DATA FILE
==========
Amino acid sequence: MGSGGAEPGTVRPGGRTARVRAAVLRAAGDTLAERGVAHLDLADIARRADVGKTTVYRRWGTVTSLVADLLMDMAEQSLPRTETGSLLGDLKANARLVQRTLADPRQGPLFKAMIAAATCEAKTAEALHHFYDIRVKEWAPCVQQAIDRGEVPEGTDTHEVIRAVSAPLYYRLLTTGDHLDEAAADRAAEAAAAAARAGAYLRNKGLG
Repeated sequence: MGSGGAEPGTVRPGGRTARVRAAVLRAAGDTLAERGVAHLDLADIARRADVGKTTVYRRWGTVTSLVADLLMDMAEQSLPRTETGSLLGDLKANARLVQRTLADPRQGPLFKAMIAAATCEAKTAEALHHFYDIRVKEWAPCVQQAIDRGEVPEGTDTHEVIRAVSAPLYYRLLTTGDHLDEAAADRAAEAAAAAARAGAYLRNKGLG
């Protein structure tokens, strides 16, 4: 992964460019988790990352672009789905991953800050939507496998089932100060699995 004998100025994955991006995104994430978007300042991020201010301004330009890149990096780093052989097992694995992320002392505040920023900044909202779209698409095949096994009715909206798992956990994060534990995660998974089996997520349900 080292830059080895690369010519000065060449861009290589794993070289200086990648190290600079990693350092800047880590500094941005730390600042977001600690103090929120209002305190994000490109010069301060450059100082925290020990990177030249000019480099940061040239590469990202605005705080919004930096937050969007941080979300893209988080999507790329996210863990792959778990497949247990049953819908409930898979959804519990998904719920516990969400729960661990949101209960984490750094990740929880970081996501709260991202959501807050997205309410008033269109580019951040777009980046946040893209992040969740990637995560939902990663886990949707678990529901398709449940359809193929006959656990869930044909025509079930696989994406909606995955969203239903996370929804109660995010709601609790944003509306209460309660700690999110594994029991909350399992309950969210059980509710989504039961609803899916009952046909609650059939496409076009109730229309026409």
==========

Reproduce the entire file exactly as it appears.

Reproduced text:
Amino acid sequence: MGSGGAEPGTVRPGGRTARVRAAVLRAAGDTLAERGVAHLDLADIARRADVGKTTVYRRWGTVTSLVADLLMDMAEQSLPRTETGSLLGDLKANARLVQRTLADPRQGPLFKAMIAAATCEAKTAEALHHFYDIRVKEWAPCVQQAIDRGEVPEGTDTHEVIRAVSAPLYYRLLTTGDHLDEAAADRAAEAAAAAARAGAYLRNKGLG
Repeated sequence: MGSGGAEPGTVRPGGRTARVRAAVLRAAGDTLAERGVAHLDLADIARRADVGKTTVYRRWGTVTSLVADLLMDMAEQSLPRTETGSLLGDLKANARLVQRTLADPRQGPLFKAMIAAATCEAKTAEALHHFYDIRVKEWAPCVQQAIDRGEVPEGTDTHEVIRAVSAPLYYRLLTTGDHLDEAAADRAAEAAAAAARAGAYLRNKGLG
């Protein structure tokens, strides 16, 4: 992964460019988790990352672009789905991953800050939507496998089932100060699995 004998100025994955991006995104994430978007300042991020201010301004330009890149990096780093052989097992694995992320002392505040920023900044909202779209698409095949096994009715909206798992956990994060534990995660998974089996997520349900 080292830059080895690369010519000065060449861009290589794993070289200086990648190290600079990693350092800047880590500094941005730390600042977001600690103090929120209002305190994000490109010069301060450059100082925290020990990177030249000019480099940061040239590469990202605005705080919004930096937050969007941080979300893209988080999507790329996210863990792959778990497949247990049953819908409930898979959804519990998904719920516990969400729960661990949101209960984490750094990740929880970081996501709260991202959501807050997205309410008033269109580019951040777009980046946040893209992040969740990637995560939902990663886990949707678990529901398709449940359809193929006959656990869930044909025509079930696989994406909606995955969203239903996370929804109660995010709601609790944003509306209460309660700690999110594994029991909350399992309950969210059980509710989504039961609803899916009952046909609650059939496409076009109730229309026409």